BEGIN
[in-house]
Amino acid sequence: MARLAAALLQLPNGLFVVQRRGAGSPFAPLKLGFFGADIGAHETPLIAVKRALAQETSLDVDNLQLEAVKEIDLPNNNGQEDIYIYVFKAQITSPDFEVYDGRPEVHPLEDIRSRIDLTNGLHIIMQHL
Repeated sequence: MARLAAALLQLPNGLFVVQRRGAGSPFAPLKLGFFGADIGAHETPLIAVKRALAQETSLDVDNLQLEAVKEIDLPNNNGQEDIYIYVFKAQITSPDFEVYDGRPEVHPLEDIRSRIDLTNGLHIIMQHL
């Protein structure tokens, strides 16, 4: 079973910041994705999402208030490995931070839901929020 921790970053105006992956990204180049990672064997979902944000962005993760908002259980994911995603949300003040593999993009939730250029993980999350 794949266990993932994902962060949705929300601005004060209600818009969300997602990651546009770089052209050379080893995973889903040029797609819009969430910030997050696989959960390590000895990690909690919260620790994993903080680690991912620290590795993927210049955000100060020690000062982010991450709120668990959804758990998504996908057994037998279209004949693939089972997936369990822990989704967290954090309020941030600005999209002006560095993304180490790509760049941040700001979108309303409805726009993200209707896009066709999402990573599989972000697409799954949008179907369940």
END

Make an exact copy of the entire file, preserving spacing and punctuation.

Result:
[in-house]
Amino acid sequence: MARLAAALLQLPNGLFVVQRRGAGSPFAPLKLGFFGADIGAHETPLIAVKRALAQETSLDVDNLQLEAVKEIDLPNNNGQEDIYIYVFKAQITSPDFEVYDGRPEVHPLEDIRSRIDLTNGLHIIMQHL
Repeated sequence: MARLAAALLQLPNGLFVVQRRGAGSPFAPLKLGFFGADIGAHETPLIAVKRALAQETSLDVDNLQLEAVKEIDLPNNNGQEDIYIYVFKAQITSPDFEVYDGRPEVHPLEDIRSRIDLTNGLHIIMQHL
């Protein structure tokens, strides 16, 4: 079973910041994705999402208030490995931070839901929020 921790970053105006992956990204180049990672064997979902944000962005993760908002259980994911995603949300003040593999993009939730250029993980999350 794949266990993932994902962060949705929300601005004060209600818009969300997602990651546009770089052209050379080893995973889903040029797609819009969430910030997050696989959960390590000895990690909690919260620790994993903080680690991912620290590795993927210049955000100060020690000062982010991450709120668990959804758990998504996908057994037998279209004949693939089972997936369990822990989704967290954090309020941030600005999209002006560095993304180490790509760049941040700001979108309303409805726009993200209707896009066709999402990573599989972000697409799954949008179907369940």